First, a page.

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  1. #1

    Default Rcw 46.61.140 - Illegal Lane Changing

    My question involves a traffic ticket from the state of: Washington

    I got a ticket for improperly changing lanes, and I want to present my own case, ideally. I was driving and a car hit me as they merged into my lane, although they contend that I was at fault.

    The officer did not witness the lane change and there is no video evidence. It is my word against the driver of the other vehicle, although the officer took their side.

    I know in WA state, it is preponderance of the evidence. What types of evidence are most persuasive for me to use at my case? What are my chances of successfully contesting this ticket? My plan was to show that they do not have any evidence besides the testimony of the other driver. It comes down to a credibility assessment, which I wonder if I can try to show that they can't issue a ticket for something they didn't see? Any advice, resources, or websites would be helpful.

    I know to request discovery from the prosecution, which I will do as close to court date as possible. Hearings are remote, but I plan on going in person to show the judge how seriously I am taking the case.

  2. #2
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    Default Re: Rcw 46.61.140 - Illegal Lane Changing

    Unless there's video evidence, this will come down to your testimony versus the testimony of the other driver (assuming the other driver is subpoenaed to testify in your traffic ticket case, which may or may not actually happen).

  3. #3

    Default Re: Rcw 46.61.140 - Illegal Lane Changing

    Thank you, this is helpful. Unfortunately since the hearing is virtual, I am assuming the prosecution will subpoena the other vehicles. They also had two passengers, who naturally are not going to say they were at fault, so I am assuming that I may be outweighed.

    Am I correct to assume there is no need for me to subpoena the police officer? Would someone I spoke to right after the collision be a witness that could help my case?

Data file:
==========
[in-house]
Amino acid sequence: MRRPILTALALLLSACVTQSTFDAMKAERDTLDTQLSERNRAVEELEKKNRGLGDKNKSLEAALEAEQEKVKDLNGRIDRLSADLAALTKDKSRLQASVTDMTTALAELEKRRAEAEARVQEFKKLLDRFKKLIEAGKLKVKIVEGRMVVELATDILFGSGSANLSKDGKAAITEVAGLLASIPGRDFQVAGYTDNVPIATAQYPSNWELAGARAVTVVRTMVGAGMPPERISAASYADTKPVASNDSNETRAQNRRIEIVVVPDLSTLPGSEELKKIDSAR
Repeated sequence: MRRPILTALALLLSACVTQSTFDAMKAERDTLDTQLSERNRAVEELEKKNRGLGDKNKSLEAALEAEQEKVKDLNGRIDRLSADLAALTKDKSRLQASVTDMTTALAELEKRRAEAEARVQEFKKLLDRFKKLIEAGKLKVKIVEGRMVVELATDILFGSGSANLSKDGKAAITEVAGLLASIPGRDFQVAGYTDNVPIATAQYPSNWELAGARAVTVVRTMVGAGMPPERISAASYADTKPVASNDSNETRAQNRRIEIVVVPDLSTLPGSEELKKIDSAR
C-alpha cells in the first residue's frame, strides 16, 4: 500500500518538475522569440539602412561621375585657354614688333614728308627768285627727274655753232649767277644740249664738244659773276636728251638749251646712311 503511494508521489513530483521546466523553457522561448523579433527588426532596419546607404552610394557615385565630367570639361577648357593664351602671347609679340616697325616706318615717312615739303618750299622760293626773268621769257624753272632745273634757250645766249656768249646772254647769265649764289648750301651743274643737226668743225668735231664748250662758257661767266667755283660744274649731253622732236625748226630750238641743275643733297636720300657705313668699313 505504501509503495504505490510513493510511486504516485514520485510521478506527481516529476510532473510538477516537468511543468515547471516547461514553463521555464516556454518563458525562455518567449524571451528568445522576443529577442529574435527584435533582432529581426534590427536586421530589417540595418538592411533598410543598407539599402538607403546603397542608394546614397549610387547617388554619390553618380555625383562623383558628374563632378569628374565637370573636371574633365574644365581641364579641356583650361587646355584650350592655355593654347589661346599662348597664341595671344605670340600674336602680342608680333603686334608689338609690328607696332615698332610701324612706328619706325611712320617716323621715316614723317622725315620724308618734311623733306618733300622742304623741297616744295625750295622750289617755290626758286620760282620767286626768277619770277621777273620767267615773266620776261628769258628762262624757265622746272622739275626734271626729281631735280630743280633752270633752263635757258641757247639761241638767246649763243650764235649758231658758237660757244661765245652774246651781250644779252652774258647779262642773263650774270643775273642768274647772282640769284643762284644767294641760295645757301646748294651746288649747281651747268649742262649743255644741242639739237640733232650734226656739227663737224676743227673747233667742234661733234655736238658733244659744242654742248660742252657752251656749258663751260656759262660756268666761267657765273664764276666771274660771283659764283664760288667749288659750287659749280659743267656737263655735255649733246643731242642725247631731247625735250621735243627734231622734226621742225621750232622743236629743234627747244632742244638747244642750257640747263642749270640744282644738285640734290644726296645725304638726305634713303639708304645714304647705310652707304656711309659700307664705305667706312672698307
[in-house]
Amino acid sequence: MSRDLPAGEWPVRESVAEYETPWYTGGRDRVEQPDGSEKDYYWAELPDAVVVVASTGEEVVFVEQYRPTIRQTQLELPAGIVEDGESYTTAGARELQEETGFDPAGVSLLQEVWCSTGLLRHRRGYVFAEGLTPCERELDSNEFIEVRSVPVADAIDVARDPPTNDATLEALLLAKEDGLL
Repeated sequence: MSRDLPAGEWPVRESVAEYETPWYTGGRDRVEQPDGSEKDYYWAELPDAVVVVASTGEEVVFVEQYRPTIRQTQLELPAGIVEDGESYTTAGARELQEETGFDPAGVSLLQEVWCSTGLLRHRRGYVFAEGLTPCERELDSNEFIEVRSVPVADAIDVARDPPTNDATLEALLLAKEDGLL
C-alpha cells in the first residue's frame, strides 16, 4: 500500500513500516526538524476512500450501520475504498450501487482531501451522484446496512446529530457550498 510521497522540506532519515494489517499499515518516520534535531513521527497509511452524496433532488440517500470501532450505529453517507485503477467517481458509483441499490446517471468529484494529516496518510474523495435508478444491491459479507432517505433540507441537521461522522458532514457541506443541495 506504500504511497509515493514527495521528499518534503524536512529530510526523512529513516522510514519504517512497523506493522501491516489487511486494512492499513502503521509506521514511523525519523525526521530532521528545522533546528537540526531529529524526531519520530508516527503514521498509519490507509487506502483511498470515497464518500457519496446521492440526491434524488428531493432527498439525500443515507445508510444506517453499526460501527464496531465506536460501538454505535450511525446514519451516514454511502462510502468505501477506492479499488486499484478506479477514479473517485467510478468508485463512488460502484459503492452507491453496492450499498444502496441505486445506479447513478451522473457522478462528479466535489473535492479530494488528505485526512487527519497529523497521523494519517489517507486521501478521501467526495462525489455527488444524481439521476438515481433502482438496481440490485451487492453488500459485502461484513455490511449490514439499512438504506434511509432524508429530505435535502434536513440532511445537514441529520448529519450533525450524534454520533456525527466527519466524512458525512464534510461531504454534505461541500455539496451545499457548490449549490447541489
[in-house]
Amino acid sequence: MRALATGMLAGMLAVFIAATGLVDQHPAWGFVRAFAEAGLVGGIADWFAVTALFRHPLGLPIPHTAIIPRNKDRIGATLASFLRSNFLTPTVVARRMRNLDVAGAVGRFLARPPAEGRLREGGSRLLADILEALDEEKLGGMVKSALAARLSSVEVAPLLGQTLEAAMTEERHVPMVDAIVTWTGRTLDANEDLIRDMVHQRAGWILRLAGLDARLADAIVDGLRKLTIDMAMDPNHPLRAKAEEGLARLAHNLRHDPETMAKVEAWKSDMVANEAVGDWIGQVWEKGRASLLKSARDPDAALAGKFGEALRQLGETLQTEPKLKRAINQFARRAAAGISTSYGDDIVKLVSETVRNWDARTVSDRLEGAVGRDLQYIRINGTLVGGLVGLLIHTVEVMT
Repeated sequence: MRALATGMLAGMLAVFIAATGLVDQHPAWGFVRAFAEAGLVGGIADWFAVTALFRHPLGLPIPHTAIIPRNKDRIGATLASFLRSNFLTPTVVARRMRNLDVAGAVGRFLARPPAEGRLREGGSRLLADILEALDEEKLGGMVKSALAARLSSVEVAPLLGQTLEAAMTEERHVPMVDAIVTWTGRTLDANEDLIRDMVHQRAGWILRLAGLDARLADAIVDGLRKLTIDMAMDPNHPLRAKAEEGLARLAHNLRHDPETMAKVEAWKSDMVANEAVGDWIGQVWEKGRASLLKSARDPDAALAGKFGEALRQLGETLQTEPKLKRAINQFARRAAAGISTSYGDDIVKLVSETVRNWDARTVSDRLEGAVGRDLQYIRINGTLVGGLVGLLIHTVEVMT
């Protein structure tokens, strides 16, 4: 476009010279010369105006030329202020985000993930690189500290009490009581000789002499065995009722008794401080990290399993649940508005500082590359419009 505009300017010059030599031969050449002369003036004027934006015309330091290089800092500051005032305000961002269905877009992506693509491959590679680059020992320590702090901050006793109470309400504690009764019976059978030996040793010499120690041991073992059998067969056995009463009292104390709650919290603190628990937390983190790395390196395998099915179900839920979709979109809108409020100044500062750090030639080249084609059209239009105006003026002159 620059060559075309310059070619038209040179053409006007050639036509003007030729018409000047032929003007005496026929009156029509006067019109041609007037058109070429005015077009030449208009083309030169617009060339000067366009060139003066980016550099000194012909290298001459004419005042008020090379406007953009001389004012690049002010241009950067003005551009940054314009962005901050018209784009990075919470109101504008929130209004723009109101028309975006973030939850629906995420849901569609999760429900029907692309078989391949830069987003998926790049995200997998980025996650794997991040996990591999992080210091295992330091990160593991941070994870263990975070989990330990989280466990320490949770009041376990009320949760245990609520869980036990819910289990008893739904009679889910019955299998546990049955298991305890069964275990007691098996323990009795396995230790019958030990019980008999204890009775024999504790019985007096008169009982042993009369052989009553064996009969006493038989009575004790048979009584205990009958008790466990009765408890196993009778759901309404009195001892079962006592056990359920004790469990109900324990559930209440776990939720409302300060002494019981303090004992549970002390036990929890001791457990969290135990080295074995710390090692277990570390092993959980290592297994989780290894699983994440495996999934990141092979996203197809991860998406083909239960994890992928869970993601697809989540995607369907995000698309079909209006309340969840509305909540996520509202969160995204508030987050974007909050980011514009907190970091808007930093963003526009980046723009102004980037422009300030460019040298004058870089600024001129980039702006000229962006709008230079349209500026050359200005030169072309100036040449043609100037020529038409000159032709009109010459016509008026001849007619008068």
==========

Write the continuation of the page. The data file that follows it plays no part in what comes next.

4. #4

    Default Re: Rcw 46.61.140 - Illegal Lane Changing

    Is there any physical evidence that might help your case -- for example, anything about the nature of the damage to your car (or the damage to the other guy's car) that tends to support your version of the events? If there is, you'll want to present that information at trial.

    Depending on exactly what happened, it may be helpful for you to have photographs or video of the location where the event occurred. I understand that there aren't photographs or video of the event itself, but giving the judge a visual as to where the event happened could be helpful to your defense -- it may help give some context to your story.

  5. #5

    Default Re: Rcw 46.61.140 - Illegal Lane Changing

    Quote Quoting MiddlePart
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    Is there any physical evidence that might help your case -- for example, anything about the nature of the damage to your car (or the damage to the other guy's car) that tends to support your version of the events? If there is, you'll want to present that information at trial.

    Depending on exactly what happened, it may be helpful for you to have photographs or video of the location where the event occurred. I understand that there aren't photographs or video of the event itself, but giving the judge a visual as to where the event happened could be helpful to your defense -- it may help give some context to your story.
    Wow, thank you! I did not think to take videos, but maybe I can take some of the area during the time of the crash to provide visuals in addition to photos.

    Is there any chance an insurance expert would say something? Have they ever testified for free?
    I am also going to be looking up case law to see if an officer can issue a ticket without seeing anything, but I am not sure how convincing that would be. I am assuming police can issue tickets regardless of what they saw, and they can make findings of fact based on whatever they believe/whoever they think is more credible.

  6. #6
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    Default Re: Rcw 46.61.140 - Illegal Lane Changing

    Is there any chance an insurance expert would say something?
    Say what? An "insurance" expert didn't witness the accident. You'll need to hire an accident reconstruction expert and that's probably going to cost you a lot more than the fine and any increase in insurance rates.

    I am also going to be looking up case law to see if an officer can issue a ticket without seeing anything, but I am not sure how convincing that would be.
    It won't. You'd be wasting your time. The whole system of traffic tickets written after an accident is based on "information and belief." Officers can, and routinely, do write such tickets and then it's up to the recipient to raise a defense.

    they can make findings of fact based on whatever they believe/whoever they think is more credible.
    Those findings lead to a traffic ticket but are likely to be irrelevant in court. Anything the officer say about what the other driver said is likely to be objected to and ruled as hearsay and inadmissable.

    Do you have photos of the damage to both cars?

    Has your liability insurance paid for the other car's damage?

  7. #7
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    Default Re: Rcw 46.61.140 - Illegal Lane Changing

    Quote Quoting dylanspencer13